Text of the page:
By LA Weekly
By Henry Rollins
By Weekly Photographers
By Shea Serrano
By Nate "Igor" Smith
By Dan Weiss
By Erica E. Phillips
By Kai Flanders
Thursday: Lest We Forget How Fortunate We Are
Okay, so I actually cried tonight. No sobbing, mind you, but a little snot and big tears. About five songs into Le Loup’s remarkable, thrilling set at Emo’s IV Lounge, they hit upon a combination of chords and chorus that — coupled with my joyful mood and the feeling of how lucky all of us assholes in Austin are to be here and not, say, Baghdad, or Darfur, or the Gaza Strip, or still living in the parents’ basement, or one of the many homeless people displaced by our good fortune — rushed from my ears to my heart and head and flooded my eyes with tears, beautiful tears. We’re so lucky.
Le Loup’s a relatively unknown D.C. group whose first CD, The Throne of the Third Heaven of the Nations’ Millennium General Assembly, features pretty, rhythmic electro-acoustic sounds. But live? A whole other animal: seven players, including three guitarists, a bassist, a drummer, a keyboardist who doubled on French horn, lead singer Sam Simkoff on banjo and banging. They were a fucking blur of inspiration, starting songs slow and intimate, singing in glorious group harmony, gradually building to massive crescendos that filled Emo’s Lounge with complimentary and complicated waveforms that swirled around the room like John Hancock’s signature. On the brilliant “Sea Took Me,” they offered structure and melody that collapsed midsong into a mess of noise and French-horn blurts and moaning, only to reconvene into this monster chorus that prompted my unexpected rush of tears. I live for these moments. I had another one of those golden snapshots on the last day of the festival, when the Morning Benders from Berkeley loaded onto a cobbled-together outdoor stage, plugged in their two Stratocasters and bass, and the drummer sat at his kit. The band, whose members are in their late teens, is tight, strong and confident, delivering jerky post-punk. Like most musicians here, except for Lou Reed and Van Morrison, they’re working their asses off during SXSW, consumed and driven to prove that of the 54,322 bands here, they are to be paid attention to, have something interesting to offer. (RR)
Friday: I Fucking Hate People
This whole thing is a nightmarish clusterfuck that would do Hunter S. Thompson or Hieronymus Bosch proud. It’s oh so easy to get lost in the throng of tarted-up girls marketing Miller Light; young kids who will eventually take over their family’s insurance business handing you demos; bloggers capturing exclusive “content” on their cell-phone cameras; and drunk people.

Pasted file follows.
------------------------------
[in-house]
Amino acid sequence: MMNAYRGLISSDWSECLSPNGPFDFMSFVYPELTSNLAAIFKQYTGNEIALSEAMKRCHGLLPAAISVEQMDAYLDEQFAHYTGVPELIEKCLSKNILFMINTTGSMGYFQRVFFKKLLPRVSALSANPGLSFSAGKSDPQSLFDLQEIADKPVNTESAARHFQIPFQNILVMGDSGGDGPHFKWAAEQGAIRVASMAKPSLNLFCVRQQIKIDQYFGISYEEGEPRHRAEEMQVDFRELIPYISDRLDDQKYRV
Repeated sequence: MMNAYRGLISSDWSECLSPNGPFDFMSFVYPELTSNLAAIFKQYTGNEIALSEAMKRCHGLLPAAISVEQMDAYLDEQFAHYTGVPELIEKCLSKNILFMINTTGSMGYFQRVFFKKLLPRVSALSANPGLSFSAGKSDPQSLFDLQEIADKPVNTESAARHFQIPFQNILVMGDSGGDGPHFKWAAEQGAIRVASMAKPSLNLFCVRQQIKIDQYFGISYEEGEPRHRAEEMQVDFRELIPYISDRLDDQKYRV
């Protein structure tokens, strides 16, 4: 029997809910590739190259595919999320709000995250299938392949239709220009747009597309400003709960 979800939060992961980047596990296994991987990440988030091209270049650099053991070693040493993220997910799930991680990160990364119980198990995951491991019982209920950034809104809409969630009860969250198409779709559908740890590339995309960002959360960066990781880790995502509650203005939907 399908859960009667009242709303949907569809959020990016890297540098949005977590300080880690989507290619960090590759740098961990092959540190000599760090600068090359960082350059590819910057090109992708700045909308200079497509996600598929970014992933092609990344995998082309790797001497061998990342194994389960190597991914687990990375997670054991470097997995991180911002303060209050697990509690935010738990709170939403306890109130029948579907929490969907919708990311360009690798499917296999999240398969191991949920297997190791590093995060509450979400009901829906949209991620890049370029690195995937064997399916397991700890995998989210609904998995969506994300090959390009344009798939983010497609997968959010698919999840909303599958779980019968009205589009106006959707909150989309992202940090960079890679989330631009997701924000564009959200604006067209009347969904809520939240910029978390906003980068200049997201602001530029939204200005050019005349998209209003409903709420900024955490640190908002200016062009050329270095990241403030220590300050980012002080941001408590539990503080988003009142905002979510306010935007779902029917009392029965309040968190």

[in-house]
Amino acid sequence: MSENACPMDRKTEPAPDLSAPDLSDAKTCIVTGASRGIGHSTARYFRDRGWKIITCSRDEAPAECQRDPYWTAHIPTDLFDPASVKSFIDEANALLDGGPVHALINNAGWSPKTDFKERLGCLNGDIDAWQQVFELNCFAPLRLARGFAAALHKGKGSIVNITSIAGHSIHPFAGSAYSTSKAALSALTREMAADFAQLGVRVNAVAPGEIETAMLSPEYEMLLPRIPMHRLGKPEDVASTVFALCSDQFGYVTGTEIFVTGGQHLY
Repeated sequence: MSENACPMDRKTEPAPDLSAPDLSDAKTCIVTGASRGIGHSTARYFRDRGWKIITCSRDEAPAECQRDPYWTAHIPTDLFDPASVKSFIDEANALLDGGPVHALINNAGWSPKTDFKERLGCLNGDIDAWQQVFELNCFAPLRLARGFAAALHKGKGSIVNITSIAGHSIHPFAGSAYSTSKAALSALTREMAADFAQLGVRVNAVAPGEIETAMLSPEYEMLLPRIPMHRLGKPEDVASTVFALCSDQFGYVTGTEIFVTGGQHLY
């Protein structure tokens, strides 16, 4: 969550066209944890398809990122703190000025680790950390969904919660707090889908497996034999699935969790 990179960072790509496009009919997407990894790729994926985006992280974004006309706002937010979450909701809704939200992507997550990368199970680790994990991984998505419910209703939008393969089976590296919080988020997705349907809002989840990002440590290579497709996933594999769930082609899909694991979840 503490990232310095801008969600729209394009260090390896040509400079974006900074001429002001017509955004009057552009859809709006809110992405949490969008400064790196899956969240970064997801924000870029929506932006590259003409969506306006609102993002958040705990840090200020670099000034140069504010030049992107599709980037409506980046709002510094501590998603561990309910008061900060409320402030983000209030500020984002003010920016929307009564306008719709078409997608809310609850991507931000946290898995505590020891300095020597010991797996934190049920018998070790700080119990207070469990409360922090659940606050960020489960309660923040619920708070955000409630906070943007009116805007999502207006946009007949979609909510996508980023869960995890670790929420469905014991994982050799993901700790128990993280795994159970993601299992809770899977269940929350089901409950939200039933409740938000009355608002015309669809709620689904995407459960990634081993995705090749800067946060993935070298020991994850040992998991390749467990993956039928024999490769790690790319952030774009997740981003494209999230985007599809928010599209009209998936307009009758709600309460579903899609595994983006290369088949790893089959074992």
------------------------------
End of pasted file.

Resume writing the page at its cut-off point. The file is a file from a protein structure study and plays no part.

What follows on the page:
For those who claim this thing is all about the music, I will — by way of contrast — offer my experience of SXSW point by point:
. Most of the bands here suck and are doing it for the wrong reasons.
. Most of the audience here has bad taste and is listening for the wrong reasons.
. Sponsors are a necessary evil, though that doesn’t lessen their evil.
. I fucking hate people. (This last point is actually an aside. Sorry for editorializing.)
I’m sorry I missed the Lou Reed covers extravaganza at the Levi’s (sponsored) FADER fort. The line ran around the block, and though I’ve heard reports from those who got in that it was underwhelming, Lou Reed actually showed up. Basically, Reed and Morrison get it. They, too, seem to hate people who think today’s dominant youth culture has anything to do with the kind of art they make. And Reed in particular understands that blogging about boxing has more to do with rock & roll these days than any youth-culture festival. (Alec Hanley Bemis)
Friday, Part 2: The Unifying Power of Devin the Dude
If the going hasn’t gotten weird by the third night of SXSW, you clearly aren’t trying hard enough. By now, you’ve surveyed the land and recognized certain unalterable realities: the crooked spine that needs to be snapped back into alignment, weary calves that feel like they’ve been slit open and filled with cement, and, most important, the surprisingly difficult endeavor of procuring proscribed narcotics that may or may not have been prescribed to you in California. Which would’ve all been well and good had I been taking a calculus exam tonight rather than seeing Devin the Dude, the legendary Houston rapper who has built a 15-year career around two themes: weed and women. Showing up sober to a Devin show is like reading Playboy for the articles.
It was a perfect Austin night as I took a long, slow stroll down Fourth Avenue. Eighty degrees, thick, clean air, and people buzzing every which way, flitting from show to show, the sun on its last legs and a weak March wind just starting to kick up under the cover of the inky, encroaching darkness. Thousands of people sprawled past, while I — alone and lost in thought — sipped an iced coffee and inhaled this frazzled energy. Creeping from behind, a slightly off-his-rocker but wildly likable homeless man sidled up to me, rattling off old jokes, asking what band I’m in.